At no point do Sugimoto or diCorcia attempt to conceal the methods they used to construct the images above. In the creation of fine art photography, purposeful manipulation is often expected, and excepted. However, the following image, by photojournalist Paolo Pellegrin came under fire when it was initially published, as such fabrications are not permitted in the world of photojournalism. 

This image is included in Paolo Pellegrin’s The Cresent, a series documenting poverty, crime and violence in the Cresent neighborhood of Rochester, NY. The image was initially captioned ‘A former US Marine corp sniper with his weapon. Rochester, NY. USA 2012’, however, the subject in the image, Shane Keller, soon disputed this description, claiming that he is not a former US Marines sniper, nor was the image taken in the Cresent neighborhood, and goes on to explain how the shot was constructed by the photographer. (Read in full here). At this time Shane Keller was actually a student at Rochester Institute of Technology, which was working in collaboration with Magnum to create this series. He was asked by Pellegrin to pose with his firearms in the garage of his apartment building. This intentional misrepresentation is considered unethical and unacceptable in the world of photojournalism. Although Pellegrin has since defended the accusations, and the caption has been changed, this case illustrates the importance that context plays in the viewers allowance of a photographer to construct images. 


Bicker, P. 2013. Trade: Philip-Lorca diCorcia’s Hollywood Hustlers [Online]. [Accessed 15 February 2017]. Available from:

Coppelman, A. 2015. Eerie yet gorgeous scenes make taxidermy spring to life [Online]. [Accessed 15 February 2017]. Available from:

Shaw, M. 2013. When Reality Isn’t Dramatic Enough: Misrepresentation in a World Press and Picture of the Year Winning Photo.  [Online]. [Accessed 15 February 2017]. Available from:

Sugimoto, H. 2017. Diorama. [Online]. [Accessed 15 February 2017]. Available from:

Winslow, D. 2013. Paolo Pellegrin Responds To Claim Of Misrepresented Winning World Press, POYi Photos [Online]. [Accessed 15 February 2017]. Available from:

World Press Photo. 2012. Paolo Pellegrin ‘The Cresent’ [Online]. [Accessed 15 February 2017]. Available from:

Informing Contexts, Coursework - The Index and The Icon

Photography is fundamentally different from other art forms with regards to its relationship to representation and truth. Although a viewer is no longer likely to view Elsie Wright’s famous Cottingley Fairies, as genuine today, purely because it was presented to them in the form of a photograph, it is still commonplace to believe that a photography is tied to reality much more closely than other art forms, or to look through a photograph to the subject it depicts. There is a causal, indexical relationship between the subject in the photograph and the subject in real life. As Sontag writes, ‘A photograph passes for incontrovertible proof that a given thing happened’ (Sontag, 1977, P.5) and ‘A photograph is not only an image, it is a trace, something directly stenciled off the real’ (Sontag, 1977, P.154)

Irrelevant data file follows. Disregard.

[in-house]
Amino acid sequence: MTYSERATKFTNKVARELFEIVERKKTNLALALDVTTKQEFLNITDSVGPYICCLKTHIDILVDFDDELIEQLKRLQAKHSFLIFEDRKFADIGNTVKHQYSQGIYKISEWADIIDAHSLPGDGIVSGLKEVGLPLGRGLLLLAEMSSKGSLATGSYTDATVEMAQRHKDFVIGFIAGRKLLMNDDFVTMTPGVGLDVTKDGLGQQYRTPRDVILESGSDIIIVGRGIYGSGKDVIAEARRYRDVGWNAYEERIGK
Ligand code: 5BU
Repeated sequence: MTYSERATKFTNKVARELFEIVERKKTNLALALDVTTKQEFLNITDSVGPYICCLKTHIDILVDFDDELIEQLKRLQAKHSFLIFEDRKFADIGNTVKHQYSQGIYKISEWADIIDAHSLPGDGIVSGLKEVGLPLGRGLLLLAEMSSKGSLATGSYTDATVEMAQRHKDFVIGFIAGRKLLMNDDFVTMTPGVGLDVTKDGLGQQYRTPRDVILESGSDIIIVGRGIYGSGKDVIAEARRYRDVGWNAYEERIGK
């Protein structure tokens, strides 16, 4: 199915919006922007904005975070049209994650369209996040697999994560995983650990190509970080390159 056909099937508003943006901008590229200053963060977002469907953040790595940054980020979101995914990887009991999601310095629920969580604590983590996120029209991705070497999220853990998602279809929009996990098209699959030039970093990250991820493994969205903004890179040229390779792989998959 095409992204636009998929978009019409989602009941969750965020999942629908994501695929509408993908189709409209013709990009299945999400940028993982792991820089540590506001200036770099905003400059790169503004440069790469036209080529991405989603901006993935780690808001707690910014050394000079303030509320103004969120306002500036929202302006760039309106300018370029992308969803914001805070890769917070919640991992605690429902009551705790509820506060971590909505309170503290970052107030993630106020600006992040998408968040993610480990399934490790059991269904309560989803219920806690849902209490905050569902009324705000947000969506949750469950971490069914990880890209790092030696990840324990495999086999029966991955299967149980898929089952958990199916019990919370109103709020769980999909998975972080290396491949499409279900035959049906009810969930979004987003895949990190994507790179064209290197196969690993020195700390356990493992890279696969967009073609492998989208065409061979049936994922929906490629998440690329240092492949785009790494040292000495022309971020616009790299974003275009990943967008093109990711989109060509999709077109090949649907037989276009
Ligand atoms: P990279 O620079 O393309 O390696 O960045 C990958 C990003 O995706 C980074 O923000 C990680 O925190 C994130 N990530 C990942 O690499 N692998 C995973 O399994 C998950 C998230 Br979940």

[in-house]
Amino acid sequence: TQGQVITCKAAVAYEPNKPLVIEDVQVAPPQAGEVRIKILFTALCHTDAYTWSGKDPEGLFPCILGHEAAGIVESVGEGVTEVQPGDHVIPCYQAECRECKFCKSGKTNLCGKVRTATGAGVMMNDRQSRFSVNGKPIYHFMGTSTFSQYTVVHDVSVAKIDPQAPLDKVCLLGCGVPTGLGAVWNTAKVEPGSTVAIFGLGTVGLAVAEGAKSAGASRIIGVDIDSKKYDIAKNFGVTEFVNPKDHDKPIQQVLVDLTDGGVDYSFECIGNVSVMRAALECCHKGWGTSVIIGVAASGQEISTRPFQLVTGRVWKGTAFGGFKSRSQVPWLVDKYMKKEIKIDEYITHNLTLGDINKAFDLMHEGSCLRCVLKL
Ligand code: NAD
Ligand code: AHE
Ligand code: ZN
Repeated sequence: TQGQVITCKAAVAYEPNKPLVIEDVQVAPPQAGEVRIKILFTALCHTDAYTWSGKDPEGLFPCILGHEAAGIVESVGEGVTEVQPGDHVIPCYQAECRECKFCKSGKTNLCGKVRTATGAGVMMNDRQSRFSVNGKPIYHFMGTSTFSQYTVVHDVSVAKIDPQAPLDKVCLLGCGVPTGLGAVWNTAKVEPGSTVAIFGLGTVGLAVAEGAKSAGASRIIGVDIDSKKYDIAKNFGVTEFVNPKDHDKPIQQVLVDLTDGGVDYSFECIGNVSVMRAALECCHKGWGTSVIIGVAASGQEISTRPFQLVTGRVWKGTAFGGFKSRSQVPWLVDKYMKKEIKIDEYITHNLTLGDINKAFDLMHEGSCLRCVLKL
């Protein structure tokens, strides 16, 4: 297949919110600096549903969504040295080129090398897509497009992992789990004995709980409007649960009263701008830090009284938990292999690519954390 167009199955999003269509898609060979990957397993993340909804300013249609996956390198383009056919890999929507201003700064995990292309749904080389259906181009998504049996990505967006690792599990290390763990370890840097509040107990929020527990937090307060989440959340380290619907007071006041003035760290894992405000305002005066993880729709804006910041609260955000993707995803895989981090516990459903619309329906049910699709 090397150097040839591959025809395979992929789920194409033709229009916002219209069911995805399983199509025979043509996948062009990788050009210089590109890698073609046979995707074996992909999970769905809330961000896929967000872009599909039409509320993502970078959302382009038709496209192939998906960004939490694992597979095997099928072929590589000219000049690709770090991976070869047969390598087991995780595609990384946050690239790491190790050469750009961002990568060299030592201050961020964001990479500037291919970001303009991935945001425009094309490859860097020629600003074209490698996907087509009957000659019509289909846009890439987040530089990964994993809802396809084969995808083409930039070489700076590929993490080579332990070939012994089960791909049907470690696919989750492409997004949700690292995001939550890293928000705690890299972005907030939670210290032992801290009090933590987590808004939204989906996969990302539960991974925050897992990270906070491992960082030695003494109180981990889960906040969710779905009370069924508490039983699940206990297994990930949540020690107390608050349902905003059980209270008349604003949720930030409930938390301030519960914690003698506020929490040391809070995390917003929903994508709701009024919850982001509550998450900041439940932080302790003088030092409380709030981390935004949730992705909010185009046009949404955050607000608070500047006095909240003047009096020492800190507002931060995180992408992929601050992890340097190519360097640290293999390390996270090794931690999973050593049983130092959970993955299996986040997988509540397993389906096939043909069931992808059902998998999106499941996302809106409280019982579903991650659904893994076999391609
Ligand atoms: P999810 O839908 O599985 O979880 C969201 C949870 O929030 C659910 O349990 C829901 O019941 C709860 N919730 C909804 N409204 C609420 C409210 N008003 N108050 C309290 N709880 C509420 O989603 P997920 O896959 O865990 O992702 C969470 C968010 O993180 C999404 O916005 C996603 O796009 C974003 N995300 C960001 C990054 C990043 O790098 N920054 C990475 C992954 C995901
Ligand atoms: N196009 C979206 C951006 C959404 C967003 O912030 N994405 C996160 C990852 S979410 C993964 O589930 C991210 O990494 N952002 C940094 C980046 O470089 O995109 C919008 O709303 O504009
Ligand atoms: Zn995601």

Morgon Ashcom plays with this ‘expected’ authenticity in his series What the Living Carry (2017), an early inspiration for my current project. In Ashcom’s work, we are presented with what appear to be fine art documentary photographs of a rural, American town. Alongside theses images are letters addressed to Ashcom, a hand drawn map, and objects photographed out of context. The viewer is invited to imagine the significance of these artifacts, and one begins to draw connections between the different elements - putting names to the people and places depicted in the photographs, and creating their own narratives. In reality however, this small town is a completely fictional. No such place exists, and the letters and map are all of Ashcom’s own creation.

I am particularly interested in Ashcom’s use of what appear to be readymades, formal appearing documents and maps, as well as objects shot out of context. This kind of image is accepted as a reproduction of reality to an even greater extent than other forms of photography. It’s apparent lack of artistic flair suggesting that it is objective and unmanipulated. However, as Ashcom’s work shows, this form of image is no more bound to truthful representation than other forms of photography.

I plan to use similar means to build on the the narrative in my series Witness Marks. I have considered transcribing first hand narratives from my subjects, or photographing significant objects out of context, to be presented alongside my images as ‘evidence’. With the aim of uncovering the stories and histories behind the places I am photographing, I believe that this would add interest and intrigue this work, along with an element of veracity.  

Last week I considered the different contexts in which my work could be consumed, and I proposed that my work could be seen in the realm of art, but also hoped that it may be also be viewed as documentary photography. If presented as art, any subjectivity or manipulation on my part would be accepted and understood. However if I wish for this series to be consumed as documentary photography or photojournalism, then a level of objectivity and ‘accurate’ representations would be demanded by my viewer. I must keep this in mind as the project progresses to guide my approach from now on.   

Informing Contexts, Coursework - Photography, The Shape Shifter

Where are you now?